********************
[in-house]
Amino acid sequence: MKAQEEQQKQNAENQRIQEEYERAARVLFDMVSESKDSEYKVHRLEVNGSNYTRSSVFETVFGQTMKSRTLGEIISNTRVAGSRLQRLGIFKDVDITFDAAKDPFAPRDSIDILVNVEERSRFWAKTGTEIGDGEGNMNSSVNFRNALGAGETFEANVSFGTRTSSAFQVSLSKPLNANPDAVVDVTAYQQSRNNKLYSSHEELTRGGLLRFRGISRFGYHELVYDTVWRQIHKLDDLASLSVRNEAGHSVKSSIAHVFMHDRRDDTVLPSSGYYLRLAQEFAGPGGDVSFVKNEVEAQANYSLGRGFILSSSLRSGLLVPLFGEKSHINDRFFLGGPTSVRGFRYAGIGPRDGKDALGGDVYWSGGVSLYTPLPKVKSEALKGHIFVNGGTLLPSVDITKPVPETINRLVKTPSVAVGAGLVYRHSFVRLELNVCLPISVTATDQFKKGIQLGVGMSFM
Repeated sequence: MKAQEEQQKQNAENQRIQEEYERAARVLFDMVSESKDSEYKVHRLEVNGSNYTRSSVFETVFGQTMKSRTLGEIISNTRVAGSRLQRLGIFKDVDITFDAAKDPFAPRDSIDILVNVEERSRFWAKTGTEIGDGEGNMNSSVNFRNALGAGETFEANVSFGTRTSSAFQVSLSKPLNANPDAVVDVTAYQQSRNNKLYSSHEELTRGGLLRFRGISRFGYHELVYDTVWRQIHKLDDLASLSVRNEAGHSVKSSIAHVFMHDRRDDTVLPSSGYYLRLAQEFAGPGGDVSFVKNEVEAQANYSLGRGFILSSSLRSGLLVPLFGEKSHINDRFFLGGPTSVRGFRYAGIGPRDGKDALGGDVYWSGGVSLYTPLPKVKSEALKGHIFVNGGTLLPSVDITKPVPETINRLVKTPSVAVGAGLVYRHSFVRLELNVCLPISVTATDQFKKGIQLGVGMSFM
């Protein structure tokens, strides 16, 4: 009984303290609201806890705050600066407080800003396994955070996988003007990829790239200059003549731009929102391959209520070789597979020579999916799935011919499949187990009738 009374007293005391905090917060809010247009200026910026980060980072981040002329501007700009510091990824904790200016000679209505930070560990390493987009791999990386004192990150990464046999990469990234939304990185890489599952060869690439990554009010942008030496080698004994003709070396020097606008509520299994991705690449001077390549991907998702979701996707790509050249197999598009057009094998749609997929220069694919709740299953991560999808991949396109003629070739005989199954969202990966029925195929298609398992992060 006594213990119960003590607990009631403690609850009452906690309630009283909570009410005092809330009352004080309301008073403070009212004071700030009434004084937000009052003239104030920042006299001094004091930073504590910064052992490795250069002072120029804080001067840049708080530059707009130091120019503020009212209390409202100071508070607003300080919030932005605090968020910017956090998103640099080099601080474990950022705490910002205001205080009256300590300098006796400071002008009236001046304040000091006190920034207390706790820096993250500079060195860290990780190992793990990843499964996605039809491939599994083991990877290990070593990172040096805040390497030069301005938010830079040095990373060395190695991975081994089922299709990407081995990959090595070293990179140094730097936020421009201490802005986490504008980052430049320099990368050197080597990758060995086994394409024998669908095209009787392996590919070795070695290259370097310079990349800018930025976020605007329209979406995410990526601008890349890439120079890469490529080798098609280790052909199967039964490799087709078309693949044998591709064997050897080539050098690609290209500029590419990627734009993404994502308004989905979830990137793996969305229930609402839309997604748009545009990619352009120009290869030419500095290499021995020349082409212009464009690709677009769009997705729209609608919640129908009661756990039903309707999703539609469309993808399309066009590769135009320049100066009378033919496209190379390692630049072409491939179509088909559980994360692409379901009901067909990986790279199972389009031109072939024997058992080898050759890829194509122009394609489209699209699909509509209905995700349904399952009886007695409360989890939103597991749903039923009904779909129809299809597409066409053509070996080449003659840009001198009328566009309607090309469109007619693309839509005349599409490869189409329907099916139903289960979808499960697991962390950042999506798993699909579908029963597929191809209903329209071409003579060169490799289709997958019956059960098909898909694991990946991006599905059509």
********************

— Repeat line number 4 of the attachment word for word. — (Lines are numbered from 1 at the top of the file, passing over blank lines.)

């Protein structure tokens, strides 16, 4: 009984303290609201806890705050600066407080800003396994955070996988003007990829790239200059003549731009929102391959209520070789597979020579999916799935011919499949187990009738 009374007293005391905090917060809010247009200026910026980060980072981040002329501007700009510091990824904790200016000679209505930070560990390493987009791999990386004192990150990464046999990469990234939304990185890489599952060869690439990554009010942008030496080698004994003709070396020097606008509520299994991705690449001077390549991907998702979701996707790509050249197999598009057009094998749609997929220069694919709740299953991560999808991949396109003629070739005989199954969202990966029925195929298609398992992060 006594213990119960003590607990009631403690609850009452906690309630009283909570009410005092809330009352004080309301008073403070009212004071700030009434004084937000009052003239104030920042006299001094004091930073504590910064052992490795250069002072120029804080001067840049708080530059707009130091120019503020009212209390409202100071508070607003300080919030932005605090968020910017956090998103640099080099601080474990950022705490910002205001205080009256300590300098006796400071002008009236001046304040000091006190920034207390706790820096993250500079060195860290990780190992793990990843499964996605039809491939599994083991990877290990070593990172040096805040390497030069301005938010830079040095990373060395190695991975081994089922299709990407081995990959090595070293990179140094730097936020421009201490802005986490504008980052430049320099990368050197080597990758060995086994394409024998669908095209009787392996590919070795070695290259370097310079990349800018930025976020605007329209979406995410990526601008890349890439120079890469490529080798098609280790052909199967039964490799087709078309693949044998591709064997050897080539050098690609290209500029590419990627734009993404994502308004989905979830990137793996969305229930609402839309997604748009545009990619352009120009290869030419500095290499021995020349082409212009464009690709677009769009997705729209609608919640129908009661756990039903309707999703539609469309993808399309066009590769135009320049100066009378033919496209190379390692630049072409491939179509088909559980994360692409379901009901067909990986790279199972389009031109072939024997058992080898050759890829194509122009394609489209699209699909509509209905995700349904399952009886007695409360989890939103597991749903039923009904779909129809299809597409066409053509070996080449003659840009001198009328566009309607090309469109007619693309839509005349599409490869189409329907099916139903289960979808499960697991962390950042999506798993699909579908029963597929191809209903329209071409003579060169490799289709997958019956059960098909898909694991990946991006599905059509």